The lives of a group of friends in a London school is wonderfully bought to life in Rocks
Set in an inner-London school, the film follows Rocks (Bukky Bakray), a black teenage girl, left caring for her young brother Emmanuel (D’angelou Osei Kissiedu) after her mother walks out on them (leaving just a note and small envelope of cash). Terrified of being taken in and separated by social services, Rocks struggles to cope with the pressures forced upon her.
It’s a simple plot – and could have been told with a Loachesque bleakness, like a modern-day Cathy Come Home. Instead though Gavon and writers Theresa Ikoko and Claire Wilson frame a story that could have been misery with warmth, love and hope. The film’s essential optimism and faith in the goodness of people makes it – for all the heart-breaking sadness it includes – a far more involving and moving film than a social lecture would have been.
It also treats its teenage characters not as future tearaways, thoughtless millennials or shallow bullies. Instead they feel like real, breathing and genuine people, capable of moments of thoughtlessness but still fundamentally decent. Rocks’ best friend Sumaya (Kosar Ali, who is brilliant) is desperate to help her friend – and, for all the tears Rocks jealousy of her settled family causes, persists in being loyal and mature to the end. Even the disastrous mistake caused by Rocks’ friend Agnes comes only from an overwhelming desire to help. What also makes this film feel optimistic and real is that these disagreements are resolved with a mature kindness and emotional intelligence we could all learn from.
At the centre of is Rocks herself, played with an astonishingly naturalness and emotional rawness by Bukky Bakray. Rocks is a child forced to become an adult too early – eventually dragging Emmanuel around streets, from house to house and pretending she is his mother to book rooms in a hotel – all the time terrified to let her situation become known to social services. Rocks doesn’t have much in her life – a deceased father, a useless mother – and the thought of losing what family she has left is agonising to her. It’s what lies behind her bitter, subconscious, envy and rage at seeing the large and supportive family Sumaya has. It’s everything she has ever wanted but never had.
The only place where she can truly relax and be a child is at school. There she is free for a while of the pressures of home and caring for her brother. Gavron’s film shows an extraordinarily refreshing look at inner-city school life. These are kids who may behave ‘badly’ at points (but boisterous more than anything, captured in a food fight that breaks out in a cooking class), but they are passionate, engaged and ambitious. They have genuine dreams for the future – lawyer, businessmen, make-up artist are all careers mentioned – they seize with fascination on a lesson taught about Picasso. Far from the cliché of drifters, the film shows a world of teenagers full of passion, interest and talent – some of which, you fear, may never be truly tapped into.
It makes a real contrast with the harried doubts and concerns Rocks has to deal with in the ‘adult’ world. Her situation drives her to theft, lying and puts divides between her and her friends, who she seems unable to really open herself up to and ask for help. Her anxiety is picked up on by her adorable brother Emmanuel (D’angelou Osei Kissiedu gives a phenomenal performance of warmth, cheek and later devastating fear), who makes it his mission to cheer her up: a scene in a hotel where his simple, gentle attempts to comfort her and make her laugh are tear-inducingly endearing.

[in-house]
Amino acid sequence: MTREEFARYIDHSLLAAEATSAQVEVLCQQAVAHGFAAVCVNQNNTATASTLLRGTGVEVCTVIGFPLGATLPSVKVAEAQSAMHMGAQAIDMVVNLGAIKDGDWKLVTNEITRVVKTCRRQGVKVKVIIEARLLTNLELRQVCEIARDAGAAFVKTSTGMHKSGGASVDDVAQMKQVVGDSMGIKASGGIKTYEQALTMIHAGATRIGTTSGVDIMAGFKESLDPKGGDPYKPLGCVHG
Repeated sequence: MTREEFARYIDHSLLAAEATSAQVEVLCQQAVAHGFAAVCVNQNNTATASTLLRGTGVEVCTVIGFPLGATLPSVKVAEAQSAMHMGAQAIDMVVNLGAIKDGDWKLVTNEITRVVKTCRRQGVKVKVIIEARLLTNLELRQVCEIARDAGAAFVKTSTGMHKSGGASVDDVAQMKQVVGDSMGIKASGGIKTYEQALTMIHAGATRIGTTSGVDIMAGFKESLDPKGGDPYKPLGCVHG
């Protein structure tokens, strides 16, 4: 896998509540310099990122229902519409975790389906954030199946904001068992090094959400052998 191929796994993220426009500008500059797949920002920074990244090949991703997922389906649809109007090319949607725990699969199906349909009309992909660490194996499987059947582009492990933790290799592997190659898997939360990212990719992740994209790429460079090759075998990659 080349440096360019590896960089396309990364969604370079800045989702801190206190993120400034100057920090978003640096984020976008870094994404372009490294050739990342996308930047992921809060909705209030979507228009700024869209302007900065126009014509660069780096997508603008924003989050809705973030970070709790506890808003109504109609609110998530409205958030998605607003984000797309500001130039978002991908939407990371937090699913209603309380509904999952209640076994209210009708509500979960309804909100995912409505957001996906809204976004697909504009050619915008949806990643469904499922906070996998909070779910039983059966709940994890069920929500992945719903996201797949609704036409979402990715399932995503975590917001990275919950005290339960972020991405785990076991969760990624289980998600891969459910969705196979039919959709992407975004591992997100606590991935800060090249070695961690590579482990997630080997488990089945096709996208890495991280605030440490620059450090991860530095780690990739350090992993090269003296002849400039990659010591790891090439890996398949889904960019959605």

It’s all part of the winning humanity at the heart of the film. There are mistakes made in this film by its characters, forced separations and painful arguments. But, where other films would have used this as a bitter spiral to hammer home a depressing message about the bleakness of the world (and by implication of communities like this), this film remains optimistic. Despite everything, it ends with an image of a group of friends laughing and playing on a beach – they’ve feuded but have an emotional maturity to forgive adults could do with. It’s part of the fundamentally positive outlook.
The film even manages to not demonise social services in the way so many similar films do. Truth be told its clear Rocks can’t cope with these pressures – her friends know it even she and Emmanuel know it. The contrast between the girl we see in the opening moments and the increasingly insular and harassed figure she becomes is striking. Social services are genuinely concerned people – who are right to be concerned. The eventual resolution is remarkable for its normality and even touches of positivity and hope for a new beginning. It’s a film that explores the life of the less well off in the inner-city without preaching at or depressing us.
And that optimism is its greatest strength, as it allows us to see people rather than social issues. It’s an agenda-free film that simply tries to tell a human story – and, with the energy and passion its shot with, immerses us in the lives of a group of people many of us would walk past without thinking about. Rocks is about a world where people want to rally round and help, where hope and new beginnings can be found in any situation. It doesn’t shy away from moments of pain – and there are moments here that will break your heart – but it never loses its optimism and humanity.